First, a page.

With fears she wouldn’t survive a flight back to the states, Spence spent six months in New Zealand hospitals. Doctors stitched up her bladder, took out a foot of intestine and installed 29 screws and plates in her pelvis, which they said Spence would have for the rest of her life.
“But they told me that the only reason I didn’t die in this accident was because I had done powerlifting since age 12 up until then,” she said. “Part of that is because when your body adapts to powerlifting, your bones get denser, your soft tissue gets thicker, your muscles become thicker. It makes you harder to kill.”
Six months after her accident, Spence returned to Manhattan, and walking around with a cane, she attended orientation and enrollment for her freshman year at K-State. Her doctors were still uncertain of her prognosis, and some had even predicted Spence would need a wheelchair for life. Her worst nightmare was that weightlifting would be stripped away from her.
But Spence took that as a personal challenge, and it wasn’t long before Spence limped slowly down the basement stairs to the Pro Fitness gym. She began doing whatever exercises she could do, and slowly, Spence began to make a mostly full recovery, all while earning a kinesiology degree from K-State in three years.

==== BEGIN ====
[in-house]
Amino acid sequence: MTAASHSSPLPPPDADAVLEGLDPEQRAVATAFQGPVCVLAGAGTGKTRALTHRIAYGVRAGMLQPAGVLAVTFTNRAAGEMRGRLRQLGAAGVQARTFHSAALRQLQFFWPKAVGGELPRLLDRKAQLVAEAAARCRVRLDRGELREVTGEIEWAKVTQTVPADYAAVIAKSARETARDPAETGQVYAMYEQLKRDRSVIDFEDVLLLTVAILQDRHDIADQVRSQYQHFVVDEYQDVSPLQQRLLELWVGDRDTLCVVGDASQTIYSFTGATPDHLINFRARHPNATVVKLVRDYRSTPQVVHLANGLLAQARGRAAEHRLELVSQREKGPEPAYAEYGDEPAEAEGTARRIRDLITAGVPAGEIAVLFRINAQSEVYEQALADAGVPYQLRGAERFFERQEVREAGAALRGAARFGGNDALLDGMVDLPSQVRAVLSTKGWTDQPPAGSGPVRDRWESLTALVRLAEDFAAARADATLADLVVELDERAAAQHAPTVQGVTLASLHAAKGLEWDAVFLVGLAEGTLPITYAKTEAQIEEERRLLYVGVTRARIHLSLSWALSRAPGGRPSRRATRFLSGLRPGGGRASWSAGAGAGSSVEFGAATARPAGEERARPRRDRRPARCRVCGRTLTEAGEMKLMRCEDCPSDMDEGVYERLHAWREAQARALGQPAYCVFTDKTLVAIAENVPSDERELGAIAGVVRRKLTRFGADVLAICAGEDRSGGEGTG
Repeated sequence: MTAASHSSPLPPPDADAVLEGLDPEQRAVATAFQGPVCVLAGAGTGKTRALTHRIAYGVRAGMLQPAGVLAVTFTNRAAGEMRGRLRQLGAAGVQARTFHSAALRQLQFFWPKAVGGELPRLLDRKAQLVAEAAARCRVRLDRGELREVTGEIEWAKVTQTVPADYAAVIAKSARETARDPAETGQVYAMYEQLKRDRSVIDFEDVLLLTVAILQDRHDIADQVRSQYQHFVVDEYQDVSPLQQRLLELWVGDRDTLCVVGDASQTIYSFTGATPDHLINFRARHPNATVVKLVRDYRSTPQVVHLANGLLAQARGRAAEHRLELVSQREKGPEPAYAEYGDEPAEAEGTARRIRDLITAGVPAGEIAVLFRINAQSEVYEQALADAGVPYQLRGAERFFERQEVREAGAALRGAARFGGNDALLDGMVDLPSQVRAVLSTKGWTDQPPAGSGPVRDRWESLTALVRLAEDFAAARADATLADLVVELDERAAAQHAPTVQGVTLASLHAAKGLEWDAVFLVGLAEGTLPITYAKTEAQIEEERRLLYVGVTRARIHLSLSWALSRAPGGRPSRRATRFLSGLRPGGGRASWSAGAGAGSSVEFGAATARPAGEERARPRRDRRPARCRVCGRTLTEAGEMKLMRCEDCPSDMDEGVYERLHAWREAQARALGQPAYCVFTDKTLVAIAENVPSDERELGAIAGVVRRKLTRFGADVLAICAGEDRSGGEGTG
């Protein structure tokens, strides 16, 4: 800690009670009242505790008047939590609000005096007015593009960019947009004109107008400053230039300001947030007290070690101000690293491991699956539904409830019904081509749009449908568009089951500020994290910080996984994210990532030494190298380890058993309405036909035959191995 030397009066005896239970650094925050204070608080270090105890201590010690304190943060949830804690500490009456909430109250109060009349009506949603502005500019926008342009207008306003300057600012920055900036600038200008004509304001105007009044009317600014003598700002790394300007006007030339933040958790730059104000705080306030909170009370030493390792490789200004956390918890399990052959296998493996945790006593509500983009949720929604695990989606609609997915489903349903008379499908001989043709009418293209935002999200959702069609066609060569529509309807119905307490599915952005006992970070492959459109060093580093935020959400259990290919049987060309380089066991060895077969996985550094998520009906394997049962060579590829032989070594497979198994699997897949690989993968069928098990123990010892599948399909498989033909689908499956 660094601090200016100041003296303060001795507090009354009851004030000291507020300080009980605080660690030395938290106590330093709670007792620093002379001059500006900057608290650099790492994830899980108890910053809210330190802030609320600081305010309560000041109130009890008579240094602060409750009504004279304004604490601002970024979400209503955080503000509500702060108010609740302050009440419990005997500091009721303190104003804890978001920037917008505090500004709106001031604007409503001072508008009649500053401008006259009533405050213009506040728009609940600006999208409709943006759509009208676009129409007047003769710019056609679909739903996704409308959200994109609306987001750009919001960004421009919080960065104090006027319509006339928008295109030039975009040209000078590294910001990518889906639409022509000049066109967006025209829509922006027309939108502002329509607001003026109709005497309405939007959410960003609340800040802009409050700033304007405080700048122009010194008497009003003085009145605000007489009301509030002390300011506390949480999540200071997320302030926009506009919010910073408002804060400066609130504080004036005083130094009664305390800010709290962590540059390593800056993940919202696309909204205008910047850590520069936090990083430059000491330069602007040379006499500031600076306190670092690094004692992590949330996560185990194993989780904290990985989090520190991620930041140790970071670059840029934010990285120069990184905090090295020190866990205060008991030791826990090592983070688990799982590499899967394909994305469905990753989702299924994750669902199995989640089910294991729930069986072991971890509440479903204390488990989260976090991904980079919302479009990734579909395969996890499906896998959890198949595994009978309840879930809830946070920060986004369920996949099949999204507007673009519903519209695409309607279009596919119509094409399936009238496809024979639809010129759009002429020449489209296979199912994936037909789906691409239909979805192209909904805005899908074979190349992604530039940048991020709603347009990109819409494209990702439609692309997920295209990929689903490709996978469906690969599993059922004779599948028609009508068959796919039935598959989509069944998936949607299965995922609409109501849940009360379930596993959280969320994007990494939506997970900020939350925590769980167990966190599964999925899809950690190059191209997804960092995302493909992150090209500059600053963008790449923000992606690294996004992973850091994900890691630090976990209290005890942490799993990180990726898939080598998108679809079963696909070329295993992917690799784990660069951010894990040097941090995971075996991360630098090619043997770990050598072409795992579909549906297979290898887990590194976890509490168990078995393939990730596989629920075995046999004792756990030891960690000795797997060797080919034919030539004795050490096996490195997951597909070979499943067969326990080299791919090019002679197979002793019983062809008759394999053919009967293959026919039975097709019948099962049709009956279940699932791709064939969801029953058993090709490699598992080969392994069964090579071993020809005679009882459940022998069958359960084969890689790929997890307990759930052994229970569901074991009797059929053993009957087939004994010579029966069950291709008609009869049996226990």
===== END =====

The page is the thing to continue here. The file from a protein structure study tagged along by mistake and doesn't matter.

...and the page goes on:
Spence also realized that in coming to terms with her mortality at barely 20 years old, she also had been given a gift.
“Being able to survive and having these good physicians and nurses care for me, I felt so tremendously thankful to still be here,” she said. “This was a gift, and I should not do anything to f*** the gift up. That was a big drive for me, being thankful to be here but also realizing I could use that experience to empower not just myself but others.”